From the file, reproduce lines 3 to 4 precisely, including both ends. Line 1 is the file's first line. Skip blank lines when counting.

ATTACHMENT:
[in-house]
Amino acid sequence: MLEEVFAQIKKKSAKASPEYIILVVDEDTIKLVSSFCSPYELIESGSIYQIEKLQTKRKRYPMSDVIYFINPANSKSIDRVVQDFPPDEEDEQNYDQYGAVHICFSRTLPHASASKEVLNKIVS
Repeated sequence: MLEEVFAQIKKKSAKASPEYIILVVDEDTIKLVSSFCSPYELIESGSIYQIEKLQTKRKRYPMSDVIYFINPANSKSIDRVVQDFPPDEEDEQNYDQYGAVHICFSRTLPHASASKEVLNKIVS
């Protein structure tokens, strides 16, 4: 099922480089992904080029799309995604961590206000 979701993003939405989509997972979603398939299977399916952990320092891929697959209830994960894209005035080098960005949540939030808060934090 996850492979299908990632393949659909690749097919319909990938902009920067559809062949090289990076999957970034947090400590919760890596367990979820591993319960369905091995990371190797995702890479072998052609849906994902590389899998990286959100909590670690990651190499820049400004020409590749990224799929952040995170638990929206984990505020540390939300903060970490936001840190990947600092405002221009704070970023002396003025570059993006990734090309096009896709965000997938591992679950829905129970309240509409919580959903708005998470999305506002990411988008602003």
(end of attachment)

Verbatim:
Repeated sequence: MLEEVFAQIKKKSAKASPEYIILVVDEDTIKLVSSFCSPYELIESGSIYQIEKLQTKRKRYPMSDVIYFINPANSKSIDRVVQDFPPDEEDEQNYDQYGAVHICFSRTLPHASASKEVLNKIVS
């Protein structure tokens, strides 16, 4: 099922480089992904080029799309995604961590206000 979701993003939405989509997972979603398939299977399916952990320092891929697959209830994960894209005035080098960005949540939030808060934090 996850492979299908990632393949659909690749097919319909990938902009920067559809062949090289990076999957970034947090400590919760890596367990979820591993319960369905091995990371190797995702890479072998052609849906994902590389899998990286959100909590670690990651190499820049400004020409590749990224799929952040995170638990929206984990505020540390939300903060970490936001840190990947600092405002221009704070970023002396003025570059993006990734090309096009896709965000997938591992679950829905129970309240509409919580959903708005998470999305506002990411988008602003």